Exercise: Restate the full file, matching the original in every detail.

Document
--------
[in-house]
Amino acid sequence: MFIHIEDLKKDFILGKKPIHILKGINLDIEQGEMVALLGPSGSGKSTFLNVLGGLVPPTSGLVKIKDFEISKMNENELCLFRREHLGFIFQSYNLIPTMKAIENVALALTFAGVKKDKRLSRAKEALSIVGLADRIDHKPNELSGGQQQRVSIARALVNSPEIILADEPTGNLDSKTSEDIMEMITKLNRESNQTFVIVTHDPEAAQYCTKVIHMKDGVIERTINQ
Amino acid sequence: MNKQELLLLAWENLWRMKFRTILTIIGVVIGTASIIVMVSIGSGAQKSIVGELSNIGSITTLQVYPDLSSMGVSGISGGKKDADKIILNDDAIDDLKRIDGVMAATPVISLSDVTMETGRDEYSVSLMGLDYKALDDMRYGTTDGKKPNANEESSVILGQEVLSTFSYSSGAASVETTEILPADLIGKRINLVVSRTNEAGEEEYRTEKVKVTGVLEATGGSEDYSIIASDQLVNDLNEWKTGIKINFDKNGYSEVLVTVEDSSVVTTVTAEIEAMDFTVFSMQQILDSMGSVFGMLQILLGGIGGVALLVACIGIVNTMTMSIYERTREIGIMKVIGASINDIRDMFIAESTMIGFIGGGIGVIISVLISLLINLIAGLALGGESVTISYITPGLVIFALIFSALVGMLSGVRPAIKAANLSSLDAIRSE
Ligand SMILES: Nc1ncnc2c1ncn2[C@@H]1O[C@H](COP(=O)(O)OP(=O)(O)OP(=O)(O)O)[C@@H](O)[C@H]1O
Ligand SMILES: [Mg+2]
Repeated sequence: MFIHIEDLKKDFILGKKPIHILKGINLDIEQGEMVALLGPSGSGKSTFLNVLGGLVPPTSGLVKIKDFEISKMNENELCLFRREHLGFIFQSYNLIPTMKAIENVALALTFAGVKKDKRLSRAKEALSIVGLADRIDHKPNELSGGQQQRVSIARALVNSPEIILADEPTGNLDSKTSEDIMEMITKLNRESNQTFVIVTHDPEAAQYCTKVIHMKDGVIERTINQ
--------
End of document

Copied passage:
[in-house]
Amino acid sequence: MFIHIEDLKKDFILGKKPIHILKGINLDIEQGEMVALLGPSGSGKSTFLNVLGGLVPPTSGLVKIKDFEISKMNENELCLFRREHLGFIFQSYNLIPTMKAIENVALALTFAGVKKDKRLSRAKEALSIVGLADRIDHKPNELSGGQQQRVSIARALVNSPEIILADEPTGNLDSKTSEDIMEMITKLNRESNQTFVIVTHDPEAAQYCTKVIHMKDGVIERTINQ
Amino acid sequence: MNKQELLLLAWENLWRMKFRTILTIIGVVIGTASIIVMVSIGSGAQKSIVGELSNIGSITTLQVYPDLSSMGVSGISGGKKDADKIILNDDAIDDLKRIDGVMAATPVISLSDVTMETGRDEYSVSLMGLDYKALDDMRYGTTDGKKPNANEESSVILGQEVLSTFSYSSGAASVETTEILPADLIGKRINLVVSRTNEAGEEEYRTEKVKVTGVLEATGGSEDYSIIASDQLVNDLNEWKTGIKINFDKNGYSEVLVTVEDSSVVTTVTAEIEAMDFTVFSMQQILDSMGSVFGMLQILLGGIGGVALLVACIGIVNTMTMSIYERTREIGIMKVIGASINDIRDMFIAESTMIGFIGGGIGVIISVLISLLINLIAGLALGGESVTISYITPGLVIFALIFSALVGMLSGVRPAIKAANLSSLDAIRSE
Ligand SMILES: Nc1ncnc2c1ncn2[C@@H]1O[C@H](COP(=O)(O)OP(=O)(O)OP(=O)(O)O)[C@@H](O)[C@H]1O
Ligand SMILES: [Mg+2]
Repeated sequence: MFIHIEDLKKDFILGKKPIHILKGINLDIEQGEMVALLGPSGSGKSTFLNVLGGLVPPTSGLVKIKDFEISKMNENELCLFRREHLGFIFQSYNLIPTMKAIENVALALTFAGVKKDKRLSRAKEALSIVGLADRIDHKPNELSGGQQQRVSIARALVNSPEIILADEPTGNLDSKTSEDIMEMITKLNRESNQTFVIVTHDPEAAQYCTKVIHMKDGVIERTINQ